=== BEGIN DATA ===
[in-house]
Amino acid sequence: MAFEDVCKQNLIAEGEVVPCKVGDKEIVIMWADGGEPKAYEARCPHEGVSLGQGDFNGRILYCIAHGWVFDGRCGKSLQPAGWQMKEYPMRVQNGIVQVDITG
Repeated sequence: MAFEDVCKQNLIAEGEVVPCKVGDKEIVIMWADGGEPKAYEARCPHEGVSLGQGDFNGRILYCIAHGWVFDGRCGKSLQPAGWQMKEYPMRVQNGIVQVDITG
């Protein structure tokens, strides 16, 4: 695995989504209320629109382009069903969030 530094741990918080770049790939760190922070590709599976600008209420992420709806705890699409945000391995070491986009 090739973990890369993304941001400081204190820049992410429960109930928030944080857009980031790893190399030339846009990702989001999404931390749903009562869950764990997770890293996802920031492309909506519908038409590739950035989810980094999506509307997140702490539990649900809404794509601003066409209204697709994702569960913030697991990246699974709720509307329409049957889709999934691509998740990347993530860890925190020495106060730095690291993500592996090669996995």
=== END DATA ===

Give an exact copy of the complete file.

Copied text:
[in-house]
Amino acid sequence: MAFEDVCKQNLIAEGEVVPCKVGDKEIVIMWADGGEPKAYEARCPHEGVSLGQGDFNGRILYCIAHGWVFDGRCGKSLQPAGWQMKEYPMRVQNGIVQVDITG
Repeated sequence: MAFEDVCKQNLIAEGEVVPCKVGDKEIVIMWADGGEPKAYEARCPHEGVSLGQGDFNGRILYCIAHGWVFDGRCGKSLQPAGWQMKEYPMRVQNGIVQVDITG
């Protein structure tokens, strides 16, 4: 695995989504209320629109382009069903969030 530094741990918080770049790939760190922070590709599976600008209420992420709806705890699409945000391995070491986009 090739973990890369993304941001400081204190820049992410429960109930928030944080857009980031790893190399030339846009990702989001999404931390749903009562869950764990997770890293996802920031492309909506519908038409590739950035989810980094999506509307997140702490539990649900809404794509601003066409209204697709994702569960913030697991990246699974709720509307329409049957889709999934691509998740990347993530860890925190020495106060730095690291993500592996090669996995």